On the one hand, there have been great fruits from the modern apologetics movement, with lay organizations such as Catholic Answers providing some good resources to Catholics having difficulty answering questions about their faith.

However, there’s a certain tendency now that everyone wants to be an apologist (they even have the “Who wants to be a Catholic apologist” quiz on the radio sometimes). Each of these erstwhile apologists has access to the same set of infallible resources (Scripture and Church teaching), and yet sometimes they interpret them in different ways. And so people divide into different camps, e.g. “I follow Karl Keating”, or “I believe Robert Sungenis”. And sometimes the opinions of the self-appointed apologists and their disciples will be at odds with what the bishops have to say. So guess what? That means the bishops are wrong, possibly heretics, and this is yet another example of sensus fidelium where the bishops have lost their way, akin to the Arian heresey of the 4th century.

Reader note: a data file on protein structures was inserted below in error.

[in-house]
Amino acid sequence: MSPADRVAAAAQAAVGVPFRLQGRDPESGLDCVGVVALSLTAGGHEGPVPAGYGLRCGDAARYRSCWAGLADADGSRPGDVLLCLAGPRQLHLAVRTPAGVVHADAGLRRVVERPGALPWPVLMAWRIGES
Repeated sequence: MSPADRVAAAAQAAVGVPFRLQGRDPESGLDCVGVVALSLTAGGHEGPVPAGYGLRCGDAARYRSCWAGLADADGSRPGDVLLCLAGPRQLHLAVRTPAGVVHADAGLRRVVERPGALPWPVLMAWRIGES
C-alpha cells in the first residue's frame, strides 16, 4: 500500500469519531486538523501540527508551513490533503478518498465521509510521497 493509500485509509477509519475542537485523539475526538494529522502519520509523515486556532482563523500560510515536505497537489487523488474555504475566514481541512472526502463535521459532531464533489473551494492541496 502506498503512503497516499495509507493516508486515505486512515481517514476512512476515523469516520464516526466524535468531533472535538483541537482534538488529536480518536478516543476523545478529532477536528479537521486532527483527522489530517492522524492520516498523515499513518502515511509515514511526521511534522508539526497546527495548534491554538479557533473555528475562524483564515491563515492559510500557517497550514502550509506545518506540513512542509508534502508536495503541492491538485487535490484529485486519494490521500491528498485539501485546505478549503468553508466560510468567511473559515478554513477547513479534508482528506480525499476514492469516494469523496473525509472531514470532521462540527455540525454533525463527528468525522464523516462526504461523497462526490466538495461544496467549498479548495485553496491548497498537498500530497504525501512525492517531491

This all strikes me as very Protestant. It’s almost as if people want to transfer the charism of infallibility, and the teaching authority, from the official representatives of the church, i.e. the Pope and the Bishops, to people like Keating or Sungenis, or to themselves. And people are way, way too quick to pull out the claim that the bishops have strayed from the path, and I myself am the keeper of the one true faith, and the road to hell is paved with the skulls of bishops, and this [insert your favorite controversy here] is just another example!


#38

Geocentrism affects biblical interpretation.


#39

[quote=challenger]Geocentrism affects biblical interpretation.
[/quote]

But, remember challenger, “modern” theologians and exegetes teach us that the Bible is riddled with errors, especially in areas not related to “faith and morals”.:wink:

How do we know what parts of the Bible deal with faith and morals?
How do we know what parts of the Bible deal with “cultural trends” from Biblical times?
Hiow do we know where the errors are?

Why, the “modern” theologians and exegetes alone are qualified to determine this.:wink:

www.veritas-catholic.blogspot.com


#40

All right, who resurrected this 6-month old thread from the dead?

Phil P